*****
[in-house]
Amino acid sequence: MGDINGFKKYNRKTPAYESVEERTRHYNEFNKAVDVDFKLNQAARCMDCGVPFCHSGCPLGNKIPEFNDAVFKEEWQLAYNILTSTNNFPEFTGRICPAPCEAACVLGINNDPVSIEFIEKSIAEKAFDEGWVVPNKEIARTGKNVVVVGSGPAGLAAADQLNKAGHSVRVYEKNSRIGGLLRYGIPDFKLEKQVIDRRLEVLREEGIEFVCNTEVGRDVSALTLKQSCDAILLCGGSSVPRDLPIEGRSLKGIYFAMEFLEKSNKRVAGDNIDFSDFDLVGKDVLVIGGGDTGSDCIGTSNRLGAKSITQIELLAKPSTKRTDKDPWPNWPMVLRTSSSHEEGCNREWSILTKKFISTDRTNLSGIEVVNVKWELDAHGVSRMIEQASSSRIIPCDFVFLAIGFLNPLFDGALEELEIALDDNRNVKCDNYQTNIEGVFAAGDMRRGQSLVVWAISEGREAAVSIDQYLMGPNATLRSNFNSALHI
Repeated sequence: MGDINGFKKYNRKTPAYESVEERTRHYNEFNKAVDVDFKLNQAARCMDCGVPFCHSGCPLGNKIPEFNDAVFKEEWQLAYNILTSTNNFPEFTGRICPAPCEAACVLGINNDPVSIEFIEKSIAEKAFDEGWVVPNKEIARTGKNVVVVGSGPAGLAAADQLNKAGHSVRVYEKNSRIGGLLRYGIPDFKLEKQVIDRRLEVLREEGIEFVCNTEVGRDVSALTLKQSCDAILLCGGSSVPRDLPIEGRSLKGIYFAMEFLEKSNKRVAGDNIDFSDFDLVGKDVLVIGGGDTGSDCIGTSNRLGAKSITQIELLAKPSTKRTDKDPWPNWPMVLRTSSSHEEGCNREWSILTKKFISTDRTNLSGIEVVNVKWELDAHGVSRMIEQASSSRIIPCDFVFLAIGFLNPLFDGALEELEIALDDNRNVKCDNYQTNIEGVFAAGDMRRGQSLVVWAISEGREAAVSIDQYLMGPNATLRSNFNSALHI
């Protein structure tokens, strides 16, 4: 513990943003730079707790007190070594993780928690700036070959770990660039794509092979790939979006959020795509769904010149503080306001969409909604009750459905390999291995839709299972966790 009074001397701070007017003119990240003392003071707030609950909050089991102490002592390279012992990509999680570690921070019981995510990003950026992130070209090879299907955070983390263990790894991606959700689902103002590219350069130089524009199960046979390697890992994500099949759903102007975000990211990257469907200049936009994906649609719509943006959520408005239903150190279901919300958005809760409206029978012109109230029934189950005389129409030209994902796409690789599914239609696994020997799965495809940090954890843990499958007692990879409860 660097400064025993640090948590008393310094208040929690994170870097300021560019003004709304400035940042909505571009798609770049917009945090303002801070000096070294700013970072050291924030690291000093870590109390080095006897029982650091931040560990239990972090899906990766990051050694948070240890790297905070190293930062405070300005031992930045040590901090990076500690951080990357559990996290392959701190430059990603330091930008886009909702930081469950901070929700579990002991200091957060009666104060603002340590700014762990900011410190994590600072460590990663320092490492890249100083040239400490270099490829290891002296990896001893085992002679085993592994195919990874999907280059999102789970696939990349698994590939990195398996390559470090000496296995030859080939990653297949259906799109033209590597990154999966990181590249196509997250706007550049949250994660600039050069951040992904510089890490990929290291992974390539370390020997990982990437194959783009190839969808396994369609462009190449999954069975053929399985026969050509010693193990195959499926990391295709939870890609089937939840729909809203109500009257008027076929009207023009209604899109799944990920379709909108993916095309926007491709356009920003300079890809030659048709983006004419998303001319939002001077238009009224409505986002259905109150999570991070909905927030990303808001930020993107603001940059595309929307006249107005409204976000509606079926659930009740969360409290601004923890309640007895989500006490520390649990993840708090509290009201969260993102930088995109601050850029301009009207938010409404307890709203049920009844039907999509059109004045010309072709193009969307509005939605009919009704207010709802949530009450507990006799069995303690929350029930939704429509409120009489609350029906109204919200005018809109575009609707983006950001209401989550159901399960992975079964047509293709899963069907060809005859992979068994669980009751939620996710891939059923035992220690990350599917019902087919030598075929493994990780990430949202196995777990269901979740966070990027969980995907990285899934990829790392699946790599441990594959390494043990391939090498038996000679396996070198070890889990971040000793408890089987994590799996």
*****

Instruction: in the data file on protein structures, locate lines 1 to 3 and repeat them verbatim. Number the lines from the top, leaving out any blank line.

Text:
[in-house]
Amino acid sequence: MGDINGFKKYNRKTPAYESVEERTRHYNEFNKAVDVDFKLNQAARCMDCGVPFCHSGCPLGNKIPEFNDAVFKEEWQLAYNILTSTNNFPEFTGRICPAPCEAACVLGINNDPVSIEFIEKSIAEKAFDEGWVVPNKEIARTGKNVVVVGSGPAGLAAADQLNKAGHSVRVYEKNSRIGGLLRYGIPDFKLEKQVIDRRLEVLREEGIEFVCNTEVGRDVSALTLKQSCDAILLCGGSSVPRDLPIEGRSLKGIYFAMEFLEKSNKRVAGDNIDFSDFDLVGKDVLVIGGGDTGSDCIGTSNRLGAKSITQIELLAKPSTKRTDKDPWPNWPMVLRTSSSHEEGCNREWSILTKKFISTDRTNLSGIEVVNVKWELDAHGVSRMIEQASSSRIIPCDFVFLAIGFLNPLFDGALEELEIALDDNRNVKCDNYQTNIEGVFAAGDMRRGQSLVVWAISEGREAAVSIDQYLMGPNATLRSNFNSALHI
Repeated sequence: MGDINGFKKYNRKTPAYESVEERTRHYNEFNKAVDVDFKLNQAARCMDCGVPFCHSGCPLGNKIPEFNDAVFKEEWQLAYNILTSTNNFPEFTGRICPAPCEAACVLGINNDPVSIEFIEKSIAEKAFDEGWVVPNKEIARTGKNVVVVGSGPAGLAAADQLNKAGHSVRVYEKNSRIGGLLRYGIPDFKLEKQVIDRRLEVLREEGIEFVCNTEVGRDVSALTLKQSCDAILLCGGSSVPRDLPIEGRSLKGIYFAMEFLEKSNKRVAGDNIDFSDFDLVGKDVLVIGGGDTGSDCIGTSNRLGAKSITQIELLAKPSTKRTDKDPWPNWPMVLRTSSSHEEGCNREWSILTKKFISTDRTNLSGIEVVNVKWELDAHGVSRMIEQASSSRIIPCDFVFLAIGFLNPLFDGALEELEIALDDNRNVKCDNYQTNIEGVFAAGDMRRGQSLVVWAISEGREAAVSIDQYLMGPNATLRSNFNSALHI